A central debate behind disruptive innovation and the forces of creative destruction unleashed by new technologies is on employment. What is the impact on jobs? Factory jobs have fallen in Europe over the past 40 years, thanks to offshoring and substitution by capital of labour. The share of wages in the economy has fallen, the so called "Hourglass economy" syndrome. The problem is not just European, as the USA has experienced the same decline. Is this a permanent change or temporary? Opinion is divided. The two sides can be characterised by the optimists – such as Andrew Haldane of the Bank of England – whose recent talk to the UK Trades Union Congress argued that the labour market would compensate for lost jobs with new ones in due course - to pessimists such as Lawrence H. Summers who argue that first world economies are going through secular stagnation, lower productivity and diminished innovation. Futurists and MIT faculty such as Erik Brynjolfsson argue that up to 50% of all jobs won't exist in n years' time. The World Economic Forum is keen to initiate Industry 4.0, a more positive reading of the issue.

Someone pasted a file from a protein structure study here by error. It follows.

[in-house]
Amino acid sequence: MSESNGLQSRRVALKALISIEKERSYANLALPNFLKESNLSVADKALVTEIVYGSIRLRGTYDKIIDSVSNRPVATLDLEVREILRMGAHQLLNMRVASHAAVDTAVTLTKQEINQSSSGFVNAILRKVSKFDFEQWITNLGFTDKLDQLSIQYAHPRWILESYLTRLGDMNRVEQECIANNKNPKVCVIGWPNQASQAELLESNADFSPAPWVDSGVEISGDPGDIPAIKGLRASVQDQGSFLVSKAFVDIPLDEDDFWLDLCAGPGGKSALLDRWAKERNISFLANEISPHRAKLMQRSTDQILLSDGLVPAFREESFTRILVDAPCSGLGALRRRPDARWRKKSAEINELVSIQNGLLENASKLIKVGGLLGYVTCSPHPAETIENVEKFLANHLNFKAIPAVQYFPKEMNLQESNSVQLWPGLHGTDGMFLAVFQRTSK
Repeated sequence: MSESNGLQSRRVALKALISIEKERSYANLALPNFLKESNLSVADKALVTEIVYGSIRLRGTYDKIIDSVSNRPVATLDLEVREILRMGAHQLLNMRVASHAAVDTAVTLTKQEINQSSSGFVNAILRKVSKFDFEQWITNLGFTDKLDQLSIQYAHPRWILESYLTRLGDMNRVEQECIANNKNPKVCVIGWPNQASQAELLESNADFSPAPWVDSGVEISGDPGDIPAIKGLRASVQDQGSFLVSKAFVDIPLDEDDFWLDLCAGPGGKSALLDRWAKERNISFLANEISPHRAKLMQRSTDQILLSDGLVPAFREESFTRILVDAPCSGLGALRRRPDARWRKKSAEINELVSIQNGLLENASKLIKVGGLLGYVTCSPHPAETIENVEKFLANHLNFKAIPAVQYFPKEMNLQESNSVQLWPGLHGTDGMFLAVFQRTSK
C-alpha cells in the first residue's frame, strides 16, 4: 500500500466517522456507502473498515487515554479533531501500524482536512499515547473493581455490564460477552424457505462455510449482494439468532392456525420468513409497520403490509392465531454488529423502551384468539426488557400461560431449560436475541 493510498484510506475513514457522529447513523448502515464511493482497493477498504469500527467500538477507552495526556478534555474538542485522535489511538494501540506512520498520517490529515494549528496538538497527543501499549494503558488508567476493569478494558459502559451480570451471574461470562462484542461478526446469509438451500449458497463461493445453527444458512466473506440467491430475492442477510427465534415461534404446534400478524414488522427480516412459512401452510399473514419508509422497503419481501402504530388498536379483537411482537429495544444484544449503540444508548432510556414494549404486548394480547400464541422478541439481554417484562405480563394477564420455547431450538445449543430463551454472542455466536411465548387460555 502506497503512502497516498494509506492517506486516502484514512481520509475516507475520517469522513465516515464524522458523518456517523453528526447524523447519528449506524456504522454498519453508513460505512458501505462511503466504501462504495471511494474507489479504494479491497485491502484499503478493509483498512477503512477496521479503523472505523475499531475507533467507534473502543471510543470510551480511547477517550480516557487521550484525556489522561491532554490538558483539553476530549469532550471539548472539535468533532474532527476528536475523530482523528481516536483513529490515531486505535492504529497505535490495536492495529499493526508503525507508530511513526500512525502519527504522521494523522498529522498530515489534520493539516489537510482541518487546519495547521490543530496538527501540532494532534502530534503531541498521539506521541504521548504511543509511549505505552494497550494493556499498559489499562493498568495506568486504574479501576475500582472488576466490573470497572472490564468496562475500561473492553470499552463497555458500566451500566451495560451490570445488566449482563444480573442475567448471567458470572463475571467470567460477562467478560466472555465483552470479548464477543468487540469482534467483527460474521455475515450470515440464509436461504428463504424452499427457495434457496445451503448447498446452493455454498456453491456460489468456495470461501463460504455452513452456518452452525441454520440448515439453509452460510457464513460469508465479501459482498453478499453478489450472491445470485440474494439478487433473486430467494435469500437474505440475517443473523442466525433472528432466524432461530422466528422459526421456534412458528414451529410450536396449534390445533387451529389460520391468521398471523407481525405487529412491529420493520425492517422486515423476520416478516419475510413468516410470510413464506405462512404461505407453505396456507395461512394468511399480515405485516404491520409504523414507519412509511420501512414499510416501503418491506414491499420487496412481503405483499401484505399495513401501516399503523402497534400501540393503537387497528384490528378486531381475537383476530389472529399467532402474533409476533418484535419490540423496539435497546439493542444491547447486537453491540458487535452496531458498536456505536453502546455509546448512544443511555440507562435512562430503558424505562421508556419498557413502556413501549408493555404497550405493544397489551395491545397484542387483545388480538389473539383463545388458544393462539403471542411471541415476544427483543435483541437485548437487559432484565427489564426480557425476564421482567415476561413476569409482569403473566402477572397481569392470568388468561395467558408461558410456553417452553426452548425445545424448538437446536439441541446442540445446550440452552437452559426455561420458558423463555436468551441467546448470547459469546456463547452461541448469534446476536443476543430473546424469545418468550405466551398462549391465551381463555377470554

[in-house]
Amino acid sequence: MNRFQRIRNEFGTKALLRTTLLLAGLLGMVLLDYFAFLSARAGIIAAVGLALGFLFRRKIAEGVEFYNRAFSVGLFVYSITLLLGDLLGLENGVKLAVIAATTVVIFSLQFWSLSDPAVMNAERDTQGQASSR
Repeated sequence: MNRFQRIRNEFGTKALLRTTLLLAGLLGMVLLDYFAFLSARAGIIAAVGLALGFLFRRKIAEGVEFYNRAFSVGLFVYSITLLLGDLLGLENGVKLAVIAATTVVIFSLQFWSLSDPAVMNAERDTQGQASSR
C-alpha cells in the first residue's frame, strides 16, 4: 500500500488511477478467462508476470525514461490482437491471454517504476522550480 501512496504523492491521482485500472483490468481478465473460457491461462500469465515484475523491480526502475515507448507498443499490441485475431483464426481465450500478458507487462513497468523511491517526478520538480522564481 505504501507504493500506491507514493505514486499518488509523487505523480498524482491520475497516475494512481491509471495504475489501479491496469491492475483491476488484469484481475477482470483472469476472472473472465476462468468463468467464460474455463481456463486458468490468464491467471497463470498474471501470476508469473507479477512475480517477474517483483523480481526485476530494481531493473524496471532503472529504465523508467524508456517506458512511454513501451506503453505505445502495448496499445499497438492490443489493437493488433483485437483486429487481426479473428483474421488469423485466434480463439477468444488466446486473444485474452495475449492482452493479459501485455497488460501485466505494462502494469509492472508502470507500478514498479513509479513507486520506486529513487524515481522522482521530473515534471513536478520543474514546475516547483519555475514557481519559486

Much follows from who is right – and when they are right in electoral terms. If economies don't share the rewards of economic activity, then there will be strong pressure for redistribution as proposed by Thomas Piketty, sceptical that the "caprices of technology" will end in rational or just outcomes. Also notable is a renewed interest in the "basic income" concept, to be guaranteed by the state to all citizens. This has had supporters over the years from economists of both the right and the left. Commentators also mention new concepts such as pre-distribution, replacing redistribution.
How far innovation leads to new jobs will therefore affect much wider issues in society, of which taxation is an obvious one. But what lies beyond?